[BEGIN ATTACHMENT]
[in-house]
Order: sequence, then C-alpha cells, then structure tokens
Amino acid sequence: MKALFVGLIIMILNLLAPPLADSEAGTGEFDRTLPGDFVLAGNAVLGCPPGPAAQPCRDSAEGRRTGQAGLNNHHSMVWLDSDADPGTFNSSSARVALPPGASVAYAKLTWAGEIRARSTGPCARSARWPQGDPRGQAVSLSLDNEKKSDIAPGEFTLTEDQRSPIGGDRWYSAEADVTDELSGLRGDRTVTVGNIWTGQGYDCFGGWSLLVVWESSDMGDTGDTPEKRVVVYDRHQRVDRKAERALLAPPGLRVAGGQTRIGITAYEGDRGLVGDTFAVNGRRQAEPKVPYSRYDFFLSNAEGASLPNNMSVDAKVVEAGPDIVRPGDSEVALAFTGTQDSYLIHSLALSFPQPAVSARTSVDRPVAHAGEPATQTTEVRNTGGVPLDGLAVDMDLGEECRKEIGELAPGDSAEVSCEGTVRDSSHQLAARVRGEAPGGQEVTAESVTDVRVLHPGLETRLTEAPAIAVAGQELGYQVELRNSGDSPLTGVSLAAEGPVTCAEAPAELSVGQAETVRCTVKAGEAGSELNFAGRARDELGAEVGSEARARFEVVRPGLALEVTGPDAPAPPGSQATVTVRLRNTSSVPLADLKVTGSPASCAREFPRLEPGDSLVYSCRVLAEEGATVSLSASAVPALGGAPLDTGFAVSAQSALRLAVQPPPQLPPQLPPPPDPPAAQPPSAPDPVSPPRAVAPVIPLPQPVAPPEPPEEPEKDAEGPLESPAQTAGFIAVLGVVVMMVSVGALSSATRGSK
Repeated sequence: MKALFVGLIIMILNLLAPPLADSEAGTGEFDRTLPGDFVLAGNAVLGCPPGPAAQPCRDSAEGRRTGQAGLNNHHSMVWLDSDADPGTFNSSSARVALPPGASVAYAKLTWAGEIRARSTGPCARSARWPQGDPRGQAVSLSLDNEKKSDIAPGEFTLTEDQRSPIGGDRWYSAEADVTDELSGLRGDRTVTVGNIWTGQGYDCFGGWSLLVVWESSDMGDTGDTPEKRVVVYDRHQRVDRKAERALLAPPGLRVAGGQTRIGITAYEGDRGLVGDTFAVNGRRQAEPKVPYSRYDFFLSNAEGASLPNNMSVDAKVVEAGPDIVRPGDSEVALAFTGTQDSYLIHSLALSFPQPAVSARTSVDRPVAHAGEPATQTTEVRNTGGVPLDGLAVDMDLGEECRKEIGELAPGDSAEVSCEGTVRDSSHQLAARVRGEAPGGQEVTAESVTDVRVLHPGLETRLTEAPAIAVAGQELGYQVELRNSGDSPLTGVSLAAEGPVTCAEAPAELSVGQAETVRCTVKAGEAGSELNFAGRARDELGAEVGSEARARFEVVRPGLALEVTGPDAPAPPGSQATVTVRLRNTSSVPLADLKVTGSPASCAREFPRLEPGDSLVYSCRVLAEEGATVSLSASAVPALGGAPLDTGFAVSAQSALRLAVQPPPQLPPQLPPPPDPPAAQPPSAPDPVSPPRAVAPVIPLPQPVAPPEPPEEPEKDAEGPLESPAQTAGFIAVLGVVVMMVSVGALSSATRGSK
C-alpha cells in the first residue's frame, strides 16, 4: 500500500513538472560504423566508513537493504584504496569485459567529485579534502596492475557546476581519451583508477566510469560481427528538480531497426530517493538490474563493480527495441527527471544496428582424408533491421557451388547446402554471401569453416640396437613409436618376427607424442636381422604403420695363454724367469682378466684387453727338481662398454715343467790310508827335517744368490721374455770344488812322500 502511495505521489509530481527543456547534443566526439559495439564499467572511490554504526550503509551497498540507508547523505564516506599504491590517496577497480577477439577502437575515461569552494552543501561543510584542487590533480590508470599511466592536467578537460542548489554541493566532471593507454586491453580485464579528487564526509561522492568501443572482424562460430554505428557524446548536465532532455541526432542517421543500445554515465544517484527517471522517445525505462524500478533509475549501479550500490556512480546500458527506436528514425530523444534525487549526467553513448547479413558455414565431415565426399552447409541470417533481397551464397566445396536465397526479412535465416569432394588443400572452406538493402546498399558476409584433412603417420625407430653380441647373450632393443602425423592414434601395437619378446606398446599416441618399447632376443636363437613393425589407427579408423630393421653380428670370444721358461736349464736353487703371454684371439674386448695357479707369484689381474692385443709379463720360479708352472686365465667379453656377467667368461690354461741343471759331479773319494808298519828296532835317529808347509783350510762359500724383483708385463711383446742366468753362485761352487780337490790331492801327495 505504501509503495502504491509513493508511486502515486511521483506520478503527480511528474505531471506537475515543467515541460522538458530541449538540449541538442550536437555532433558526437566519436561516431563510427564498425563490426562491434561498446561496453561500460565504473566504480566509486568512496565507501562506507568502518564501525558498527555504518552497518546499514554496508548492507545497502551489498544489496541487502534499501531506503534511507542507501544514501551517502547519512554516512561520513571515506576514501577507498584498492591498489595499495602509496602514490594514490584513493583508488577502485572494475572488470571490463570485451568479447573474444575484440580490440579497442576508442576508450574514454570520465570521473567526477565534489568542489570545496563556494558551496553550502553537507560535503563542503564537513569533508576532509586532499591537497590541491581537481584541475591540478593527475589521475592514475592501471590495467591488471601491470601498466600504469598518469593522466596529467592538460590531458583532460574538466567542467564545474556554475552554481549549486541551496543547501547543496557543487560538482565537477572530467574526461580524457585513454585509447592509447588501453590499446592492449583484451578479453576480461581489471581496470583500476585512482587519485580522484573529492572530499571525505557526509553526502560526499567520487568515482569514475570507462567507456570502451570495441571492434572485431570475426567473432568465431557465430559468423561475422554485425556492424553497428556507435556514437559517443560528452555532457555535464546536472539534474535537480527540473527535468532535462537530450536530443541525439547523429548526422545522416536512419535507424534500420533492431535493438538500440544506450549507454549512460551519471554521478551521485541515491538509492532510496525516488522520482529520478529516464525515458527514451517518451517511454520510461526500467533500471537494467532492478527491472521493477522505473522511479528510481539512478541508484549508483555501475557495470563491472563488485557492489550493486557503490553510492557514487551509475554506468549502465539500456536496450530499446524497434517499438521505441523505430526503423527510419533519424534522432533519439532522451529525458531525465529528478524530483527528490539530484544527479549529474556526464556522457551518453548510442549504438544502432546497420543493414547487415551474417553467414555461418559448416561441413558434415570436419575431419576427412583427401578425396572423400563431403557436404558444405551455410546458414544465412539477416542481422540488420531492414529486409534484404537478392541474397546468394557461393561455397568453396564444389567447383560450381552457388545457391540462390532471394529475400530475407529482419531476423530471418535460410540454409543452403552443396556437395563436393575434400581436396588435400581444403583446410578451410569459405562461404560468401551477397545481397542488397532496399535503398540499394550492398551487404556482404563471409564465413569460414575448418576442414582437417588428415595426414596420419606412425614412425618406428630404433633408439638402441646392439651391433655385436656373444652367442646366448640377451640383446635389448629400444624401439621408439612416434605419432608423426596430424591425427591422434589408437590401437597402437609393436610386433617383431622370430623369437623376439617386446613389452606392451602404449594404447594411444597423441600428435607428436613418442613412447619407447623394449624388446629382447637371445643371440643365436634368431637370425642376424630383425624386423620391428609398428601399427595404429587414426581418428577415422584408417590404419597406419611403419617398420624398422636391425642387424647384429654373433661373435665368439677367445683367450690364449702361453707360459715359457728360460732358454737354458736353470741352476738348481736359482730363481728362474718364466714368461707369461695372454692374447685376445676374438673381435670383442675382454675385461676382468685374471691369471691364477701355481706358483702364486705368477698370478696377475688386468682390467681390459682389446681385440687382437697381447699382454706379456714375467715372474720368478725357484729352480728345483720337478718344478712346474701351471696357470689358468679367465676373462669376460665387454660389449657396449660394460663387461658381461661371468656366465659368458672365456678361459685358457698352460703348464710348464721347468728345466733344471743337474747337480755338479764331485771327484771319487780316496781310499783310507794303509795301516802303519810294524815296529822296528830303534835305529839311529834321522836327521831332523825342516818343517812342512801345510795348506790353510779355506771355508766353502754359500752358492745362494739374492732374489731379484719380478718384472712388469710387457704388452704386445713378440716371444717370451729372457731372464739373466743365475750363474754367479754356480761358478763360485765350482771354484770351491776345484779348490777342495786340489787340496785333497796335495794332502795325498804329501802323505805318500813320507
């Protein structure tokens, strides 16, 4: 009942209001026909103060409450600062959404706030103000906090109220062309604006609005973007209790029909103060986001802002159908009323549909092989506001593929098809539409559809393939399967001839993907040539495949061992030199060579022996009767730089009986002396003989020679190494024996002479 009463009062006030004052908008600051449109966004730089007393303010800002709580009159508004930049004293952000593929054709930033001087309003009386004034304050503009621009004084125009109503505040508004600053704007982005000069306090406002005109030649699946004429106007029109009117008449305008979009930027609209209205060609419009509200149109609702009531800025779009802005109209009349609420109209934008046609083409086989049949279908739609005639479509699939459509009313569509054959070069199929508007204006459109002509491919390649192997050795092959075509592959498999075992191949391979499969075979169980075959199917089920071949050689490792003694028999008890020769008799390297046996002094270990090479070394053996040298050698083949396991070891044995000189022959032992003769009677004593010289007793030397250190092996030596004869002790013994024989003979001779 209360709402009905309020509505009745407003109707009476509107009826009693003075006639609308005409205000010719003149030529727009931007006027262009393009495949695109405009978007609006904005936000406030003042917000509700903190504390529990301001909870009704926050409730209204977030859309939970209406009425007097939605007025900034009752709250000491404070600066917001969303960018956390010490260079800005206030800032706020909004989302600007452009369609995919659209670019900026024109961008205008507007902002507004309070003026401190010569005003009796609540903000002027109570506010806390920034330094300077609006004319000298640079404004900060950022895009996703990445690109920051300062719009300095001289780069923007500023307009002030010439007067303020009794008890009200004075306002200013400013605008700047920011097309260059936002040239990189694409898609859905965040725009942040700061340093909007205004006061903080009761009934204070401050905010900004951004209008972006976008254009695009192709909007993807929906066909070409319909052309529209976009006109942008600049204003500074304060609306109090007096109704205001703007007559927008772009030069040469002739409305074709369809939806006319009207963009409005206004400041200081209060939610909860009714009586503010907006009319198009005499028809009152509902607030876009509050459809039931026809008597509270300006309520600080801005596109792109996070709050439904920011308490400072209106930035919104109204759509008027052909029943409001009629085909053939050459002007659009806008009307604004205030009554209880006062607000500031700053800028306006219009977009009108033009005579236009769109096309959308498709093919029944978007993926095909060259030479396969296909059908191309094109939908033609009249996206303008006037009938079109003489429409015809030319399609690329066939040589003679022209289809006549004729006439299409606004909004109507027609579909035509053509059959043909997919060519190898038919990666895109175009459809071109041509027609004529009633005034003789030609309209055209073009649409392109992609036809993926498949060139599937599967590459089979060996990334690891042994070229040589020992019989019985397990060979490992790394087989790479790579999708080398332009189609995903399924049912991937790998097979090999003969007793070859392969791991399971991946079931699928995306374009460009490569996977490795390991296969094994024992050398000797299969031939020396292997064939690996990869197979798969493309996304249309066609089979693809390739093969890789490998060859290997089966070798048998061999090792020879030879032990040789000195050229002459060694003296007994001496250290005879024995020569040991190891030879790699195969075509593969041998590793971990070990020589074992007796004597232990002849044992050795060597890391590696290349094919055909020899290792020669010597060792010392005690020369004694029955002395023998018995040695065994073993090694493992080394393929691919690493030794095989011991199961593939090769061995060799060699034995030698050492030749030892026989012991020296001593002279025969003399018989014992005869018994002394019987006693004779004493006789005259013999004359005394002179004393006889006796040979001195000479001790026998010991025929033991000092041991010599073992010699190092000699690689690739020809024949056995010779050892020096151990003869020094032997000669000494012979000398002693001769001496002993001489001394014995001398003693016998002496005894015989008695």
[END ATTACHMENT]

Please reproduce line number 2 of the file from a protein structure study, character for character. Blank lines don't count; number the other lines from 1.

Order: sequence, then C-alpha cells, then structure tokens